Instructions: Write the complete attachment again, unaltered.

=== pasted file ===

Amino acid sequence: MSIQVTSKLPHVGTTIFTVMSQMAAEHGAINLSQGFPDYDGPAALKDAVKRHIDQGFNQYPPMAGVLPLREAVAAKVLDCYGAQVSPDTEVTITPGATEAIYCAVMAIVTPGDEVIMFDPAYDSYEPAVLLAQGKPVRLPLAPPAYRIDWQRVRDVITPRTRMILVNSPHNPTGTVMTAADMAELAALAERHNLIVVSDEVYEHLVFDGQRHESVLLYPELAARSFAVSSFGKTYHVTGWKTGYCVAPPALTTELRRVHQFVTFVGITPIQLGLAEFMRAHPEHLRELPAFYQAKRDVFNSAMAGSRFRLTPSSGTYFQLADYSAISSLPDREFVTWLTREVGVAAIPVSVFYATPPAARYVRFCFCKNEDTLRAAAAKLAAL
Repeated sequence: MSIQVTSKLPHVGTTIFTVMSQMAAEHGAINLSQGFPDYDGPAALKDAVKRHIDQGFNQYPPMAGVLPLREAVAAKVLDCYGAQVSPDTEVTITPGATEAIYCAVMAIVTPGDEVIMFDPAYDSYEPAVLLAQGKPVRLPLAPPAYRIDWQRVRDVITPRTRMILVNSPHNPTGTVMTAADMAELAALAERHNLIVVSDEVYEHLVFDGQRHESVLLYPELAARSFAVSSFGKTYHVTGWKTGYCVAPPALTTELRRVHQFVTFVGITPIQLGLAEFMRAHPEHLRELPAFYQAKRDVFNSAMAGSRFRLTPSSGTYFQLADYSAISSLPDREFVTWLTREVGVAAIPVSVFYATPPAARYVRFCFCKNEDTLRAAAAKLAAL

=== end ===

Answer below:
Amino acid sequence: MSIQVTSKLPHVGTTIFTVMSQMAAEHGAINLSQGFPDYDGPAALKDAVKRHIDQGFNQYPPMAGVLPLREAVAAKVLDCYGAQVSPDTEVTITPGATEAIYCAVMAIVTPGDEVIMFDPAYDSYEPAVLLAQGKPVRLPLAPPAYRIDWQRVRDVITPRTRMILVNSPHNPTGTVMTAADMAELAALAERHNLIVVSDEVYEHLVFDGQRHESVLLYPELAARSFAVSSFGKTYHVTGWKTGYCVAPPALTTELRRVHQFVTFVGITPIQLGLAEFMRAHPEHLRELPAFYQAKRDVFNSAMAGSRFRLTPSSGTYFQLADYSAISSLPDREFVTWLTREVGVAAIPVSVFYATPPAARYVRFCFCKNEDTLRAAAAKLAAL
Repeated sequence: MSIQVTSKLPHVGTTIFTVMSQMAAEHGAINLSQGFPDYDGPAALKDAVKRHIDQGFNQYPPMAGVLPLREAVAAKVLDCYGAQVSPDTEVTITPGATEAIYCAVMAIVTPGDEVIMFDPAYDSYEPAVLLAQGKPVRLPLAPPAYRIDWQRVRDVITPRTRMILVNSPHNPTGTVMTAADMAELAALAERHNLIVVSDEVYEHLVFDGQRHESVLLYPELAARSFAVSSFGKTYHVTGWKTGYCVAPPALTTELRRVHQFVTFVGITPIQLGLAEFMRAHPEHLRELPAFYQAKRDVFNSAMAGSRFRLTPSSGTYFQLADYSAISSLPDREFVTWLTREVGVAAIPVSVFYATPPAARYVRFCFCKNEDTLRAAAAKLAAL